Reaching Consumers Via Credit Cards: A Real Problem In Brazil

Date: August 1, 2017

Topics: Payments

Online retailers trying to reach global consumers are often frustrated by the different characteristics of transactions in individual countries, whether large or small. Consider the case of Brazil, a country with the fifth largest population and the ninth largest GDP in the world, according to 2016 statistics from the World Bank.

In the second in a series of interviews, GoInterpay VP of Business Development (and friend of Getting to Global) Matthew Cannon explains that although a relatively high rate of online transactions in Brazil are paid via credit cards, Brazilian consumers are hard to reach for global retailers who haven’t set up local payment solutions. Matt explains why here:

The problem with national cards

Among online credit card transactions by Brazilian consumers, more than two thirds use so-called “national cards.” Those cards only accept transactions using local currency – the Brazilian Real – and may only be processed through Brazilian banks.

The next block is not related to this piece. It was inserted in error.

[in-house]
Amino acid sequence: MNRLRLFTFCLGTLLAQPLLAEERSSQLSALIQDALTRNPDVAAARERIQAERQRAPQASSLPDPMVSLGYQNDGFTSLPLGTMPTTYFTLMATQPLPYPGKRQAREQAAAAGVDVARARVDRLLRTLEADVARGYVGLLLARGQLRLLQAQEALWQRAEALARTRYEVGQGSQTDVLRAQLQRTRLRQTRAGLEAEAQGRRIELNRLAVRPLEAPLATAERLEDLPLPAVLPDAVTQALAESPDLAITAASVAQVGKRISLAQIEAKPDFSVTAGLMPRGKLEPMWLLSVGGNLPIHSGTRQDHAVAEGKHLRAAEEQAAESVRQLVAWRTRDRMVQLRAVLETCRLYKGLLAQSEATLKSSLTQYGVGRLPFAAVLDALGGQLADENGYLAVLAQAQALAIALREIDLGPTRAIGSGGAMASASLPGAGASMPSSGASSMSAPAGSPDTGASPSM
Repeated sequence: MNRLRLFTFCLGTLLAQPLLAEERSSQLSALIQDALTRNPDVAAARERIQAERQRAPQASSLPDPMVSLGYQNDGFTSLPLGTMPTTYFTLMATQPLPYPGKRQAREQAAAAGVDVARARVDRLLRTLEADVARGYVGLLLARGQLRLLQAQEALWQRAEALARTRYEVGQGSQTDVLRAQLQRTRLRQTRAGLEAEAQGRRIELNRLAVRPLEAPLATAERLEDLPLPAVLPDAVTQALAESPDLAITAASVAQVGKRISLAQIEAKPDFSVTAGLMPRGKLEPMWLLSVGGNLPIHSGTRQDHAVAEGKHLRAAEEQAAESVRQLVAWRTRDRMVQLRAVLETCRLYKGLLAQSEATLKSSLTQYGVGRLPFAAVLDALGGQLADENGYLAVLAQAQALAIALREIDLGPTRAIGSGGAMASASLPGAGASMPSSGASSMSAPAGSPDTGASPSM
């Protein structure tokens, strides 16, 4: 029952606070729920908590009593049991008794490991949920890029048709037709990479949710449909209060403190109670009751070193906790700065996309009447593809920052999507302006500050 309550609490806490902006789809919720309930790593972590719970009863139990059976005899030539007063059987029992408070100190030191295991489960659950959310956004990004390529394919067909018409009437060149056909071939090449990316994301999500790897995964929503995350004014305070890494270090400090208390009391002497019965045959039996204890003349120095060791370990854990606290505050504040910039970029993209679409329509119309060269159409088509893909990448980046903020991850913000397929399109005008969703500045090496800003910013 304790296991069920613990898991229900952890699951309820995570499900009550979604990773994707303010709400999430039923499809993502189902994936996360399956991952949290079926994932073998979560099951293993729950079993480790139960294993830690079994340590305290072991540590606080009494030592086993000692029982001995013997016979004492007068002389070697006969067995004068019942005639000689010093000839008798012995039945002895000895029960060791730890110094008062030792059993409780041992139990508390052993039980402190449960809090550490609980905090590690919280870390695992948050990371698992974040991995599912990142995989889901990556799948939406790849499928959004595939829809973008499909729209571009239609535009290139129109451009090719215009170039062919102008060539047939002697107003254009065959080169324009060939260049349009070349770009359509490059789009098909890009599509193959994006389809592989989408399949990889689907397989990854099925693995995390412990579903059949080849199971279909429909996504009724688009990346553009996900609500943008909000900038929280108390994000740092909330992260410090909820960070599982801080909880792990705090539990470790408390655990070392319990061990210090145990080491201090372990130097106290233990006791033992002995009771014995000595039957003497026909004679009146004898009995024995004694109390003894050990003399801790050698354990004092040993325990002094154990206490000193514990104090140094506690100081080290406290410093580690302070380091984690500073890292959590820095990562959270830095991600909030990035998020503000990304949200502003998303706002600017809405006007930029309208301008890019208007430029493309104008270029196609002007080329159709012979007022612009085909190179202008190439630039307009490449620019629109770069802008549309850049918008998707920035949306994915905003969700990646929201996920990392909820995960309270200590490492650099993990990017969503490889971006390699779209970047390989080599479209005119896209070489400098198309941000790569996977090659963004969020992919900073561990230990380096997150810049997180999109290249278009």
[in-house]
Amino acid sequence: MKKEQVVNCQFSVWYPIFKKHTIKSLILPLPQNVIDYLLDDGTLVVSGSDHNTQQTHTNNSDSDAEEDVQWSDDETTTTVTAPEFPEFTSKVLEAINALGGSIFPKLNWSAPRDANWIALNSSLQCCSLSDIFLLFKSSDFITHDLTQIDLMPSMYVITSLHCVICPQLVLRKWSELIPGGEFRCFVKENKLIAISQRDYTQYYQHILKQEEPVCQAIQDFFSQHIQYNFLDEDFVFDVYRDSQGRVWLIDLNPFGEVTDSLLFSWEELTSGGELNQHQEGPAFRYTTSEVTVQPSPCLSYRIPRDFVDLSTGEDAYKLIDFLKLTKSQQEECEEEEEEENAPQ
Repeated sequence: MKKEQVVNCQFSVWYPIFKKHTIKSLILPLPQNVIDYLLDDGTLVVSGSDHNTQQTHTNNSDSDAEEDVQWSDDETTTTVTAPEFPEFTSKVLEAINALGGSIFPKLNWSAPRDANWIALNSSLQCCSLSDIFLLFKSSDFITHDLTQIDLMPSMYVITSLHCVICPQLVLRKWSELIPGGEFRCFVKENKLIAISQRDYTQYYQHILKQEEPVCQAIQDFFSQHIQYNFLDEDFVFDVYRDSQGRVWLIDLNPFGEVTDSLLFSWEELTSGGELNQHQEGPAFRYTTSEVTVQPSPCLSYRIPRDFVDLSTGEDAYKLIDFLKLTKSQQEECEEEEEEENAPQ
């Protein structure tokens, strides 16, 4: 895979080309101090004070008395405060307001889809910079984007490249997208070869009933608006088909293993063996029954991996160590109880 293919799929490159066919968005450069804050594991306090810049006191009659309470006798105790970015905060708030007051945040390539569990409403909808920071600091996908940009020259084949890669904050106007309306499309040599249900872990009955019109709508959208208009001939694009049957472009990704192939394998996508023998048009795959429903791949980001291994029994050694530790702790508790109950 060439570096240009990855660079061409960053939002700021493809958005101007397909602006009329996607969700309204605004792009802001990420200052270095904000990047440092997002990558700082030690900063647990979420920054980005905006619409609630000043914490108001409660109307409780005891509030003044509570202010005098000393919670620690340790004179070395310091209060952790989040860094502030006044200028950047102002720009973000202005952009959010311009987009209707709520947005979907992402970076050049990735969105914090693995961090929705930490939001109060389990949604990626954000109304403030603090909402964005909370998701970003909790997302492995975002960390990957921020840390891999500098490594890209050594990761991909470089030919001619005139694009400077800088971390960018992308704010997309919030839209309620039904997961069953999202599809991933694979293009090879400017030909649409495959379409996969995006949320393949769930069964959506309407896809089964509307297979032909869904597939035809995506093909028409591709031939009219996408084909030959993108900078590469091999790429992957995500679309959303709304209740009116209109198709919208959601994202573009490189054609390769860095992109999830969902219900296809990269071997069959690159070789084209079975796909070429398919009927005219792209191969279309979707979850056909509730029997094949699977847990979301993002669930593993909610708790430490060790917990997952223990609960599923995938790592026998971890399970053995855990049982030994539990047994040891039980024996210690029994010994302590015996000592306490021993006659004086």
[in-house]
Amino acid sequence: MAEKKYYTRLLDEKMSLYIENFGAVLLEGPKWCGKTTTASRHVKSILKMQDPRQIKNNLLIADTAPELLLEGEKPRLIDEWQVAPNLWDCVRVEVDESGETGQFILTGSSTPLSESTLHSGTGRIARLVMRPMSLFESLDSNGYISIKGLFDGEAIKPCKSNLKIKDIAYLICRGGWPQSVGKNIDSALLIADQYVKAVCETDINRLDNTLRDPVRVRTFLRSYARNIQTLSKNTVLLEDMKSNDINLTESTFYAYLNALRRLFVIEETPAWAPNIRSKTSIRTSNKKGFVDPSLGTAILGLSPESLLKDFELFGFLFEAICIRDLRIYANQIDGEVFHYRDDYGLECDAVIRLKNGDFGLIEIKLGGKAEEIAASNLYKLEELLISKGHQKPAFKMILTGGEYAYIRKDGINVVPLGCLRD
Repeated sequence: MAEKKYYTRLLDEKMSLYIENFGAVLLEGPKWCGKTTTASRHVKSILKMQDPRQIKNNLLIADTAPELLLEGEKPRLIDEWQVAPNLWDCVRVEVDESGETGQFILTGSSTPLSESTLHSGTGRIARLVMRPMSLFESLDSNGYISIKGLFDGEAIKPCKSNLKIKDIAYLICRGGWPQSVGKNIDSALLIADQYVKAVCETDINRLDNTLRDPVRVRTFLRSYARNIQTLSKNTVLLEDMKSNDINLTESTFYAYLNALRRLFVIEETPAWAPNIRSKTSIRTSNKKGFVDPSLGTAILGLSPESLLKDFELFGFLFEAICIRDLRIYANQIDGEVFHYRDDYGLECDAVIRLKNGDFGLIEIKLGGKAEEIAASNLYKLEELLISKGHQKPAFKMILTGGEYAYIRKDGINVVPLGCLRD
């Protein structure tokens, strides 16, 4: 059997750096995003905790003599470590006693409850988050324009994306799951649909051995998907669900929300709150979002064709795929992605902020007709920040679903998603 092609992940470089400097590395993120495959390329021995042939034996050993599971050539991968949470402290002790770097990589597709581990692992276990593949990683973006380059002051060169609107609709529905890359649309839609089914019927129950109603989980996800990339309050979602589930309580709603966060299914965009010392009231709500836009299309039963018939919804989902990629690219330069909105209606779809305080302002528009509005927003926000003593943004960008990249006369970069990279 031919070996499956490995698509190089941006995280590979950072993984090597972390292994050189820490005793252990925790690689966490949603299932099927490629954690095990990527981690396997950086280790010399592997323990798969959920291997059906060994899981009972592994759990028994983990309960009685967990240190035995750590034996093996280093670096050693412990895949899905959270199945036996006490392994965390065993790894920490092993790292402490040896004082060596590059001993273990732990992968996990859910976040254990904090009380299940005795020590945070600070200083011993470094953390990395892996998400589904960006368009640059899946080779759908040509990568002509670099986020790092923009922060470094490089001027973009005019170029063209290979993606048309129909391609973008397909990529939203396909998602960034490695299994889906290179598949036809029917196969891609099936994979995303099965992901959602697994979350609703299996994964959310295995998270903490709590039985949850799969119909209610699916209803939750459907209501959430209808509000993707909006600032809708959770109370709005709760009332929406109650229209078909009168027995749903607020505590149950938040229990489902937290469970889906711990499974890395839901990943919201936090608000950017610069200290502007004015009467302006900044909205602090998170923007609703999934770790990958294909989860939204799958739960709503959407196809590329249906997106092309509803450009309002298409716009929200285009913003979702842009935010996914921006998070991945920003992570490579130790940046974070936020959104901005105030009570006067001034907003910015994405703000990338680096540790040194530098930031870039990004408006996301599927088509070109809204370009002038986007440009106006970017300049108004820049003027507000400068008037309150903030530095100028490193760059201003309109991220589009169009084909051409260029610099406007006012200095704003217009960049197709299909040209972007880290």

For a retailer based elsewhere – the U.S., for example – the lack of a local payment solution in Brazil presents a problem as there is no way to process a credit card transaction for a consumer who has only a national card. That translates to lost business for retailers, even when consumers want to complete a transaction.

Fees and taxes

Even when consumers do have international cards, there are still hurdles to overcome. Of the roughly 30% of online transactions involving international cards, the issuing banks charge high foreign exchange transaction fees that discourage purchasing. Moreover, the Brazilian government levies the Imposto Sobre Operacoes Financeiras (IOF) tax, a 6.38% tax on cross-border transactions.

Local payments are crucial to success in Brazil

Every country is different, but the case of Brazil illustrates many of the issues retailers frequently have when they seek to globalize.

Given its high population, which has surpassed 210 million people, and its massive GDP, which has exceeded $2 trillion in recent years, Brazil represents a huge opportunity for growing merchants who hope to gain access to a burgeoning market. But without a local payment solution to overcome systemic barriers to doing business, retailers easily leave money on the table while failing to reach consumers who want to buy what they’re selling.

 

Video made possible with support from www.GoInterpay.com


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